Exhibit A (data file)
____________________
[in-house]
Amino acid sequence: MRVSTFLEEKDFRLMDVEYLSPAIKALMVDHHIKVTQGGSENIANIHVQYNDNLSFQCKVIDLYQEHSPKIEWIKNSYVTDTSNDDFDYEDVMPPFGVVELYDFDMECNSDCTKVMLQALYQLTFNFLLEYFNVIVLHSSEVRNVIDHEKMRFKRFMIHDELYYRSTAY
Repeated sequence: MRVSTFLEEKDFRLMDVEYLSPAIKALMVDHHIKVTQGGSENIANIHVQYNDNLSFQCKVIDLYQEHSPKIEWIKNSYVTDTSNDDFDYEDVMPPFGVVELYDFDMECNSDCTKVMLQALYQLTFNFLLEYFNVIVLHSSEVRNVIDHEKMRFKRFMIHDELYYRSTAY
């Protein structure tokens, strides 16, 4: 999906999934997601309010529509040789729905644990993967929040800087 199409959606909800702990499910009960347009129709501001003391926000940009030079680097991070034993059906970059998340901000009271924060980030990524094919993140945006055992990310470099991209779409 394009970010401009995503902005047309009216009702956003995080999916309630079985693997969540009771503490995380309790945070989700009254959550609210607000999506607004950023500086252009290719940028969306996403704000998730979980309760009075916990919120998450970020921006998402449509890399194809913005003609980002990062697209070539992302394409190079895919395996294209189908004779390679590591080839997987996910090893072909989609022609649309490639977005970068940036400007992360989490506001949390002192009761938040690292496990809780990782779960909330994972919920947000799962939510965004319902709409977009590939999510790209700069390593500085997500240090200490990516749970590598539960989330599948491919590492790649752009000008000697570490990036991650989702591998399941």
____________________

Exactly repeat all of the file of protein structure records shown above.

[in-house]
Amino acid sequence: MRVSTFLEEKDFRLMDVEYLSPAIKALMVDHHIKVTQGGSENIANIHVQYNDNLSFQCKVIDLYQEHSPKIEWIKNSYVTDTSNDDFDYEDVMPPFGVVELYDFDMECNSDCTKVMLQALYQLTFNFLLEYFNVIVLHSSEVRNVIDHEKMRFKRFMIHDELYYRSTAY
Repeated sequence: MRVSTFLEEKDFRLMDVEYLSPAIKALMVDHHIKVTQGGSENIANIHVQYNDNLSFQCKVIDLYQEHSPKIEWIKNSYVTDTSNDDFDYEDVMPPFGVVELYDFDMECNSDCTKVMLQALYQLTFNFLLEYFNVIVLHSSEVRNVIDHEKMRFKRFMIHDELYYRSTAY
């Protein structure tokens, strides 16, 4: 999906999934997601309010529509040789729905644990993967929040800087 199409959606909800702990499910009960347009129709501001003391926000940009030079680097991070034993059906970059998340901000009271924060980030990524094919993140945006055992990310470099991209779409 394009970010401009995503902005047309009216009702956003995080999916309630079985693997969540009771503490995380309790945070989700009254959550609210607000999506607004950023500086252009290719940028969306996403704000998730979980309760009075916990919120998450970020921006998402449509890399194809913005003609980002990062697209070539992302394409190079895919395996294209189908004779390679590591080839997987996910090893072909989609022609649309490639977005970068940036400007992360989490506001949390002192009761938040690292496990809780990782779960909330994972919920947000799962939510965004319902709409977009590939999510790209700069390593500085997500240090200490990516749970590598539960989330599948491919590492790649752009000008000697570490990036991650989702591998399941």